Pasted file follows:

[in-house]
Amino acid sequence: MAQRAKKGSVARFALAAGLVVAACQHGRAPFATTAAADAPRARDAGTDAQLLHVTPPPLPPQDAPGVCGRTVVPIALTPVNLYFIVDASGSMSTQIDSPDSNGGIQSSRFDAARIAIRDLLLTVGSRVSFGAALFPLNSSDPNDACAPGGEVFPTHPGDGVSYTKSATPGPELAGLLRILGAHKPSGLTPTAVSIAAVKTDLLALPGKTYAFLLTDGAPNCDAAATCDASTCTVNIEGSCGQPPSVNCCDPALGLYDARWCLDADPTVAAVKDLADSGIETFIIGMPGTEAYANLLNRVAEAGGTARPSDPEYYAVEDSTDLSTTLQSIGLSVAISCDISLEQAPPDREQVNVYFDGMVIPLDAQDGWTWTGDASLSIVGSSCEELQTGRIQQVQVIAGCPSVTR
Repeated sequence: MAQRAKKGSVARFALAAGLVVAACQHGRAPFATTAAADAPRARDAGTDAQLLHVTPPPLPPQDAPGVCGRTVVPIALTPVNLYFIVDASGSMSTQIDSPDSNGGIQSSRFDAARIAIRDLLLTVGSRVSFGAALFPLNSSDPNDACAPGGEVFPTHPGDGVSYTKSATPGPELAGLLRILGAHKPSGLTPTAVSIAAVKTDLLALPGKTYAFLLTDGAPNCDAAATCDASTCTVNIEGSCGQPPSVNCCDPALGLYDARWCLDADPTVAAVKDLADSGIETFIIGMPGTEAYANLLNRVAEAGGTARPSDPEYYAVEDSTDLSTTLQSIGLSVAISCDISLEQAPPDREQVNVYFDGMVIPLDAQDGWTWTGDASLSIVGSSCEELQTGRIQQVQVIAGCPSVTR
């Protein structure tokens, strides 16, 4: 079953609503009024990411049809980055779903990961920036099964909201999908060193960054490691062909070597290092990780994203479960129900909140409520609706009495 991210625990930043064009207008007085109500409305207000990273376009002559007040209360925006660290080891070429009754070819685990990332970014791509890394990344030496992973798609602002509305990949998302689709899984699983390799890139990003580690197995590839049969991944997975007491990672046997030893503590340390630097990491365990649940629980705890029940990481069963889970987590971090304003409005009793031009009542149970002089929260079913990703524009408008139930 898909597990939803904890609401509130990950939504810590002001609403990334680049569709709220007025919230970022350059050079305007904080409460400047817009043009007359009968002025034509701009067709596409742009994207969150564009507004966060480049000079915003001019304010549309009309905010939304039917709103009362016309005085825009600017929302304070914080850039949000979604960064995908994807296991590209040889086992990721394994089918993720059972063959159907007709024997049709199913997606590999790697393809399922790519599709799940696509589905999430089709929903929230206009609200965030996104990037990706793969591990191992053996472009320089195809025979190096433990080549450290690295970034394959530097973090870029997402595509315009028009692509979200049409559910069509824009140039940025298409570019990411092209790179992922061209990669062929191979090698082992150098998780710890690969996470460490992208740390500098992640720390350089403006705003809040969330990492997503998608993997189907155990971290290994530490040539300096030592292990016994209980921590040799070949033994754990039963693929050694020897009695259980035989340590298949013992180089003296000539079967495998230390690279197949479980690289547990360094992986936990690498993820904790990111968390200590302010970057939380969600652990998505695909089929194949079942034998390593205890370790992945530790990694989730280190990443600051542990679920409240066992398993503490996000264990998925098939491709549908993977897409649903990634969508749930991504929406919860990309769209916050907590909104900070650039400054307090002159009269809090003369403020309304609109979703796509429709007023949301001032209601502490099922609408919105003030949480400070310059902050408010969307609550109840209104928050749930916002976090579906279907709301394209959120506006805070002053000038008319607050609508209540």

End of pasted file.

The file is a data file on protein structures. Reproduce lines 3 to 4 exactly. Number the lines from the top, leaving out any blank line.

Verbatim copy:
Repeated sequence: MAQRAKKGSVARFALAAGLVVAACQHGRAPFATTAAADAPRARDAGTDAQLLHVTPPPLPPQDAPGVCGRTVVPIALTPVNLYFIVDASGSMSTQIDSPDSNGGIQSSRFDAARIAIRDLLLTVGSRVSFGAALFPLNSSDPNDACAPGGEVFPTHPGDGVSYTKSATPGPELAGLLRILGAHKPSGLTPTAVSIAAVKTDLLALPGKTYAFLLTDGAPNCDAAATCDASTCTVNIEGSCGQPPSVNCCDPALGLYDARWCLDADPTVAAVKDLADSGIETFIIGMPGTEAYANLLNRVAEAGGTARPSDPEYYAVEDSTDLSTTLQSIGLSVAISCDISLEQAPPDREQVNVYFDGMVIPLDAQDGWTWTGDASLSIVGSSCEELQTGRIQQVQVIAGCPSVTR
């Protein structure tokens, strides 16, 4: 079953609503009024990411049809980055779903990961920036099964909201999908060193960054490691062909070597290092990780994203479960129900909140409520609706009495 991210625990930043064009207008007085109500409305207000990273376009002559007040209360925006660290080891070429009754070819685990990332970014791509890394990344030496992973798609602002509305990949998302689709899984699983390799890139990003580690197995590839049969991944997975007491990672046997030893503590340390630097990491365990649940629980705890029940990481069963889970987590971090304003409005009793031009009542149970002089929260079913990703524009408008139930 898909597990939803904890609401509130990950939504810590002001609403990334680049569709709220007025919230970022350059050079305007904080409460400047817009043009007359009968002025034509701009067709596409742009994207969150564009507004966060480049000079915003001019304010549309009309905010939304039917709103009362016309005085825009600017929302304070914080850039949000979604960064995908994807296991590209040889086992990721394994089918993720059972063959159907007709024997049709199913997606590999790697393809399922790519599709799940696509589905999430089709929903929230206009609200965030996104990037990706793969591990191992053996472009320089195809025979190096433990080549450290690295970034394959530097973090870029997402595509315009028009692509979200049409559910069509824009140039940025298409570019990411092209790179992922061209990669062929191979090698082992150098998780710890690969996470460490992208740390500098992640720390350089403006705003809040969330990492997503998608993997189907155990971290290994530490040539300096030592292990016994209980921590040799070949033994754990039963693929050694020897009695259980035989340590298949013992180089003296000539079967495998230390690279197949479980690289547990360094992986936990690498993820904790990111968390200590302010970057939380969600652990998505695909089929194949079942034998390593205890370790992945530790990694989730280190990443600051542990679920409240066992398993503490996000264990998925098939491709549908993977897409649903990634969508749930991504929406919860990309769209916050907590909104900070650039400054307090002159009269809090003369403020309304609109979703796509429709007023949301001032209601502490099922609408919105003030949480400070310059902050408010969307609550109840209104928050749930916002976090579906279907709301394209959120506006805070002053000038008319607050609508209540």